Effects of Applicant Pregnancy on Hiring Decisions and Interview Ratings

Effects of Applicant Pregnancy on Hiring Decisions and Interview Ratings The effects of pregnancy on hiring decisions during employment interviews are examined in a United States sample of 210 undergraduate business school students at a Midwestern university. A pregnant applicant was compared to a non-pregnant applicant with identical credentials and interview performance to explore any differences in interviewer ratings of qualifications and hiring by having participants view videotaped interviews. Results show that in spite of being viewed as equally qualified and well-suited for the job, the pregnant applicant received significantly lower hiring recommendation ratings. The pregnant applicant was also rated as more likely to need time off, miss work and quit compared to the non-pregnant applicant, indicating a concern about absenteeism regarding the pregnant applicant. http://www.deepdyve.com/assets/images/DeepDyve-Logo-lg.png Sex Roles Springer Journals

Effects of Applicant Pregnancy on Hiring Decisions and Interview Ratings

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Publisher
Springer Journals
Copyright
Copyright © 2007 by Springer Science+Business Media, LLC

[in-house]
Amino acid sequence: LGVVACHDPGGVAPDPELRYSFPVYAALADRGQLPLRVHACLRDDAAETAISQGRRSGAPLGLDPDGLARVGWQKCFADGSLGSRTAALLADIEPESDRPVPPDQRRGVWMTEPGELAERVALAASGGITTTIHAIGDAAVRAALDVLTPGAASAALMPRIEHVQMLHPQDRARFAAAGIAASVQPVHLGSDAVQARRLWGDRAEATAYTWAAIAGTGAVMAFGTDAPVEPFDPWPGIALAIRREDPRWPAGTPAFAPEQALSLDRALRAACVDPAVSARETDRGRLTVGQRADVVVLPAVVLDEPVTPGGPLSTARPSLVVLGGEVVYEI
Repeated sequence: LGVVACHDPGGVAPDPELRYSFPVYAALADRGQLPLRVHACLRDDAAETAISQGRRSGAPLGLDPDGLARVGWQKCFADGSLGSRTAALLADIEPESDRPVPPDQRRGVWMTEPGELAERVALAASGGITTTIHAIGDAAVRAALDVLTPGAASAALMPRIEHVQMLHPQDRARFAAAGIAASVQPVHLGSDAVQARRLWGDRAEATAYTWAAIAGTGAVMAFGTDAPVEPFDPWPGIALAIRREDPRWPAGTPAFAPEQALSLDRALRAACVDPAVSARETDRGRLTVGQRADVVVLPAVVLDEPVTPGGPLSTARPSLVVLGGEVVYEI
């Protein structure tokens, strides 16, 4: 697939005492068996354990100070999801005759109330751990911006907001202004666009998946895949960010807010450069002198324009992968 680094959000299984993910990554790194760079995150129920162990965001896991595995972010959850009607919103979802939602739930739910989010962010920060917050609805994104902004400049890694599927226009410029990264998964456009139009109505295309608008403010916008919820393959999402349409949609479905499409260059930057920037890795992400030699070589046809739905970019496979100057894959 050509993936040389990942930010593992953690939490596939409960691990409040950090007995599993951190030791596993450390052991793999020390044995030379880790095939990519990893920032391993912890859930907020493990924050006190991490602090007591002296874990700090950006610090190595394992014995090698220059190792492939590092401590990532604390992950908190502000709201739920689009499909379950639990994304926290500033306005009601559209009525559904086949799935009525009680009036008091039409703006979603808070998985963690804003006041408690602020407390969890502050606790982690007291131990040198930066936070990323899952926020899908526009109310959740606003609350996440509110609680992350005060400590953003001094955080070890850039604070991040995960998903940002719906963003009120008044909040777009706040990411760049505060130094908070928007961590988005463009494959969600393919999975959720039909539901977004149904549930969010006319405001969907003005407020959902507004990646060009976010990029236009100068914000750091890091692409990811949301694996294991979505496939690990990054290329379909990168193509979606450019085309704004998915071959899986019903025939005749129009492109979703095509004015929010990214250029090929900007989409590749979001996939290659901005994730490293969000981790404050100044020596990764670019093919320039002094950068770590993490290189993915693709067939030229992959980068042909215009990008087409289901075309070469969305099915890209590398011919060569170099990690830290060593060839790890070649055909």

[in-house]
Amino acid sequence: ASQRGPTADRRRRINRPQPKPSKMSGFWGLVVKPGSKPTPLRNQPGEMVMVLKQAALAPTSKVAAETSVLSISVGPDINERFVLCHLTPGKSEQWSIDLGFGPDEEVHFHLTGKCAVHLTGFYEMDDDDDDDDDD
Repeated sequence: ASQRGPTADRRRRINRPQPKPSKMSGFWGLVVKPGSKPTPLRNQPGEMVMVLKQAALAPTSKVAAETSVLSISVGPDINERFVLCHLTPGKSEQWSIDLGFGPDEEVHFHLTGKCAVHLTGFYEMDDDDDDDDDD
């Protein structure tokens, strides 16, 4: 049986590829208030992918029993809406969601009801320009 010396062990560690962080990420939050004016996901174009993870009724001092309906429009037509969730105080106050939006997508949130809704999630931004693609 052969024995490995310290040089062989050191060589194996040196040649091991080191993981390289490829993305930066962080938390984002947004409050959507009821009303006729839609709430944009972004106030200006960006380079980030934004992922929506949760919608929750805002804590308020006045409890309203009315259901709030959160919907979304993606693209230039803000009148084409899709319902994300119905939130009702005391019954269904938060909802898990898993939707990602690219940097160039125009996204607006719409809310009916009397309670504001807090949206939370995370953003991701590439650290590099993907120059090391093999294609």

Subject
Psychology; Gender Studies; Sociology, general; Medicine/Public Health, general
ISSN
0360-0025
eISSN
1573-2762
D.O.I.
10.1007/s11199-007-9279-0
Publisher site
See Article on Publisher Site

Abstract

The effects of pregnancy on hiring decisions during employment interviews are examined in a United States sample of 210 undergraduate business school students at a Midwestern university. A pregnant applicant was compared to a non-pregnant applicant with identical credentials and interview performance to explore any differences in interviewer ratings of qualifications and hiring by having participants view videotaped interviews. Results show that in spite of being viewed as equally qualified and well-suited for the job, the pregnant applicant received significantly lower hiring recommendation ratings. The pregnant applicant was also rated as more likely to need time off, miss work and quit compared to the non-pregnant applicant, indicating a concern about absenteeism regarding the pregnant applicant.

Journal

Sex RolesSpringer Journals

Published: Aug 16, 2007

References

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